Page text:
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Smart Portfolio Management – Part III – $1,000,000

Options Sage submits:

Before we kick-off on part III of our Smart Virtual Portfolio Management trilogy, let’s see why it is even more important than ever to employ intelligent virtual portfolio management:

Bizarro World

Bizarro World has arrived!  Phil summed up Bizarro World with these words “a drop in Asian markets doesn’t bother us and a collapsing US economy doesn’t bother Asia”. 

Is the collapsing US Dollar worrying anybody?!?!  Should we really care that the dollar is so low?

  • 1 Euro buys almost $1.36
  • 1 Pound Sterling buys $2.00
  • 1 Aussie Dollar buys almost $0.84
  • 1 Swiss Franc buys almost $0.83

 

Perhaps not…at least the Europeans seem happy for the moment…  I knew the dollar was really weak when my European friends decided it was cheaper to fly from Heathrow to JFK, stay for a weekend, shop each day and return home rather than simply get the bus into the city center and buy holiday presents in Euros!

At what point does this become a real concern?  Perhaps when 1 Euro is worth $1.50!  While it might seem from the European perspective that this would mean even cheaper vacations to the US and even cheaper presents to bring back home, European exporters may experience a drawback as they run into a rising wall of resistance as the unattractive currency conversion tightens the belt on demand for their goods. 

Maybe we shouldn’t care at all when we can put our money in Google…I am sure everybody read Phil’s excellent article but for emphasis let’s just highlight the quarter's earnings one more time:  1 BILLION Dollars!  How the stock closed Friday at only $482.48 I just don’t know but any creative hedge fund managers out there who do know are encouraged to drop me a line!

I am still amazed that Google has 3.5 times as much cash as Ebay, has a 60% higher profit margin,  40% higher operating margin, its all important return on equity is 23% (versus Ebay’s 10.7%), has significantly higher EPS growth projections yet trailing and forward P/E numbers are quite comparable!

So with our $1,000,000 virtual portfolio should we put all the capital in the stock of this one great company or employ smart virtual portfolio management?  The answer might be in favor of the one stock investment if trying to win the CNBC Million Dollar Virtual Portfolio Challenge (though even then you’d probably want to find the next Dendreon!) but trading real capital, it’s no contest…  Let’s see how we construct a REAL $1 Million dollar virtual portfolio!

The 5% Rule

The 5% Rule is simply “Do not put more than 5% of your virtual portfolio in the stock of any one company!”  This is so much easier said than done for many reasons!!

[1]  Transition to Large Numbers

Moving from a 5 or 6 figure account to a 7 figure account has a profound impact on many traders.  In fact, our friend Dr. Brett refers to the effect “performance anxiety” can have on a virtual portfolio and notes that one of the causes is the responsibility felt by traders as larger dollar amounts are traded.  Phil often "purges" the Short-Term virtual portfolio when it gets too large and shifts money into safer investments in the Long-Term Virtual Portfolio and from there into commercial real estate – it is good to have a strategy for balancing out your holdings, not just target goals.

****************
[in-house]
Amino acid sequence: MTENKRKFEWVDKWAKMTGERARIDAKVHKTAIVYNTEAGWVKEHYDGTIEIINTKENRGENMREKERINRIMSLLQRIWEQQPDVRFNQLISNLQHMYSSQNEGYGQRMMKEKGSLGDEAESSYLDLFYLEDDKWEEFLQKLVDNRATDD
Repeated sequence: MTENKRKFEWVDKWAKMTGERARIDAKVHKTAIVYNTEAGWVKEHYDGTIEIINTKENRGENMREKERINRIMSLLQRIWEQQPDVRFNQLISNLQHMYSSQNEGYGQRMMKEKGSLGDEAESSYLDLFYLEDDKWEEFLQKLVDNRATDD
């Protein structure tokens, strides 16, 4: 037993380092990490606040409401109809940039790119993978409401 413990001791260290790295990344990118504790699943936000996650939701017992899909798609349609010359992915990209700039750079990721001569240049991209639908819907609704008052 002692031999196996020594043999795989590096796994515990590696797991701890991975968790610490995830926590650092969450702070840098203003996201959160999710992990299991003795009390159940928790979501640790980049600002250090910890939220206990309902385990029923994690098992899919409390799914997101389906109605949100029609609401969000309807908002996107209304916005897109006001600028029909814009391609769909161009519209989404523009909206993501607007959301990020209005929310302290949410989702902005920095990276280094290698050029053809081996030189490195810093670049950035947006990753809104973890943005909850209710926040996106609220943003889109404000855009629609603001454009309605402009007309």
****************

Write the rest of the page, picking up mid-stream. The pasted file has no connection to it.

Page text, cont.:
While it might be acceptable to put 15% of your $10,000 virtual portfolio on that long call you just KNOW will make money, it would be a big No-No to consider the same percent allocation to such a trade with a large virtual portfolio. 

Although this might seem very intuitive on the surface, it represents a new rule that must be internalized, one which most traders usually are not compliant with when trading smaller amounts – with good reason – If the dollar amounts traded are small then commissions and bid-ask spread can cannibalize profits.   

The 5% figure is just a guideline and if you believe 6% or 8% is more appropriate then by all means exercise discretion but be very cautious about dedicating more than $100,000 to any position in a $1,000,000 virtual portfolio.  It’s one of the reasons Berkshire Hathaway (BRK.A) – closing at $109,500 per share on Friday 20th April – is so unattractive to so many cautious retail investors.

As good a company as Berkshire is, there is surely a Buffett premium that would quickly evaporate (if only in the short-term) should the Maestro trader ever step down or, for any other reason, not remain as figurehead (unless Phil accepts the position – his quote, not mine!).  Even a $500,000 virtual portfolio that included a single share of Berkshire could be subject to a sharp account value drop should such a decline occur.

Reviewing the spreadsheets for the Short-Term Virtual Portfolio we see just 2 positions that are greater than $35,000 in value (5%) and one is the AMZN June $35 calls which were only $11,250 when we picked them up (now $90,250) and the other is the DIA $124 calls at $128,000, which have doubled and are spread against a larger number of $131 puts that Phil has been using as general virtual portfolio protection.  I know Phil is already uncomfortable with the DIA calls and I'm sure he will be lightening up on AMZN as well next week.

In the Long-Term Virtual Portfolio, only LVS ($45,300 up 271% and fully hedged) and XOM puts ($49,000, down 35% with hedges pending) violate the 5% rule but both of these positions are under 5% of the total of the virtual portfolios.  In both virtual portfolios that's 4 out of 159 positions that are over 5% so it goes without saying that PSW practices this strategy with most positions at 2% or less, giving us ample room to double down or roll positions, still without risking more than 5% of our account.

[2]  Emotion

Long-term success is dependent on adhering to the set of rules that have worked consistently for you.  Whatever they may be, stick with them, even if it means placing a post-it on the top of your computer that reminds you of such a rule. 

You’ve certainly heard Phil’s statement ALWAYS Sell into the initial excitement” or one of my favorites “With greater uncertainty should come greater hedging,” and Phil's corollary "When in doubt, sell half.".  These rules have arisen from our experiences and we would hope that you too can adopt them and internalize them without experience having to teach you the lessons!  This is why Phil often uses the "I told you so" method of teaching by example – when real money is at stake, it's better to learn from the mistakes of others than to insist on making your own!